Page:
Alumna Shifts Gears to Advocate for Special Needs Children
Adjunct Professor and Private Entity Field Placement Coordinator Grace Nguyen ’06 knew she wanted to be an advocate for children the moment she stepped on Loyola Law School, Los Angeles’ campus. “So many children do not feel they have a voice,” says Nguyen. “This fueled my passion to become a lawyer who could be that voice for children who felt helpless.”
After a decade practicing law at a civil defense firm, she changed course to focus exclusively on representing special needs children and their parents. The move was in part inspired by her mentor, who represented Jesse Snodgrass, a 17-year autistic student arrested as part of an undercover drug sting.
“Many parents don’t know their rights, and school boards take advantage of that,” Nguyen. “The burden falls more heavily on those of lesser economic means who cannot afford to hire an attorney or to pay for services from private sources.”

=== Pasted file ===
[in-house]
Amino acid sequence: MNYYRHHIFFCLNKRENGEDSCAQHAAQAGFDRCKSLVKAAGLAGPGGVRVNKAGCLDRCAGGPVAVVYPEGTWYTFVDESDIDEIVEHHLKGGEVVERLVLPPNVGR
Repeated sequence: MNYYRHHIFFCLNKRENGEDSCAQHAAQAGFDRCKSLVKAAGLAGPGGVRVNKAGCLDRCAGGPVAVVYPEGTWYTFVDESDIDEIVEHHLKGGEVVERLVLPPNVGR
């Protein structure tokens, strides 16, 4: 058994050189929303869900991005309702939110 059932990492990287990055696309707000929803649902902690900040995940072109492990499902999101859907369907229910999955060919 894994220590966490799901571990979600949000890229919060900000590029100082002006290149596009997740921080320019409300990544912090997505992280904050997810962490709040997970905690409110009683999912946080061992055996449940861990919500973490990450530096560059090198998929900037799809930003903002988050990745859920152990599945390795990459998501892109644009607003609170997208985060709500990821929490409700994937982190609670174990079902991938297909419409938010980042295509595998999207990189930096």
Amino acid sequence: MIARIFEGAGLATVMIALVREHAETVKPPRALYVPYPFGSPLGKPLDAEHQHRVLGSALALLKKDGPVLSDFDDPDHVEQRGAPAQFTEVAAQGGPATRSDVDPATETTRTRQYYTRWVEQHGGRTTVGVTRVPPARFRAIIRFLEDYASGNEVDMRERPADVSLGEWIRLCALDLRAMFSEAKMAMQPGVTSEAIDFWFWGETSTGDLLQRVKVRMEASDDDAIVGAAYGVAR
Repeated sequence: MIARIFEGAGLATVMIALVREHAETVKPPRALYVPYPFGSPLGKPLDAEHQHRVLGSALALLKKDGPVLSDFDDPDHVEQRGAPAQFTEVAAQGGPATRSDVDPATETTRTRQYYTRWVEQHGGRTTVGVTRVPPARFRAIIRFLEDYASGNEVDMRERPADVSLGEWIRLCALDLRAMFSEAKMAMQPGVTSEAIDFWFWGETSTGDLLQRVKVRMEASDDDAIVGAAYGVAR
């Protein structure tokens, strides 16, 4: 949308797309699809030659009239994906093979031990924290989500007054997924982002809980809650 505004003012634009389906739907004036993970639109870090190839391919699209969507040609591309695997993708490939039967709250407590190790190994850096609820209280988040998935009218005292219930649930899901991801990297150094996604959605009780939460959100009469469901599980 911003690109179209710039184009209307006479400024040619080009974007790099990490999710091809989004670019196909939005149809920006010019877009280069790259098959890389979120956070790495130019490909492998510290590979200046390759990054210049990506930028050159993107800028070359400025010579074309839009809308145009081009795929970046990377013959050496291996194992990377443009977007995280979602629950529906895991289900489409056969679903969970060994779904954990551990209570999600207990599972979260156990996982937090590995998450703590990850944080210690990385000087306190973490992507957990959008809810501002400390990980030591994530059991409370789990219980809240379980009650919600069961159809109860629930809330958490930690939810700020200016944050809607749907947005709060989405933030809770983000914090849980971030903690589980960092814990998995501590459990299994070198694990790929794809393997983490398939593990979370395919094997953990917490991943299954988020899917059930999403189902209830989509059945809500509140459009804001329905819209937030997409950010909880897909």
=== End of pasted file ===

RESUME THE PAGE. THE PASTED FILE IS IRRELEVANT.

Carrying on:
Nguyen has taken her advocacy work outside the courtroom, as well. A member of Loyola’s Board of Governors for several years, she oversaw many charitable causes, including Loyola’s involvement in the Special Olympics. This partnership led to the sponsorship of Belgium tennis player Hanne Lavreysen, who won a gold medal in women’s singles and a silver in women’s doubles at the 2016 games. [Read more.]
“Equality for all means equality for everyone,” says Nguyen, “including all of our children.
Learn more about how Loyola can equip you to make a difference or apply to Loyola’s Evening Division program, which accepts June 2017 LSAT scores for fall 2017 applicants. Read more about Grace and other Loyolans pursuing #Equality4All.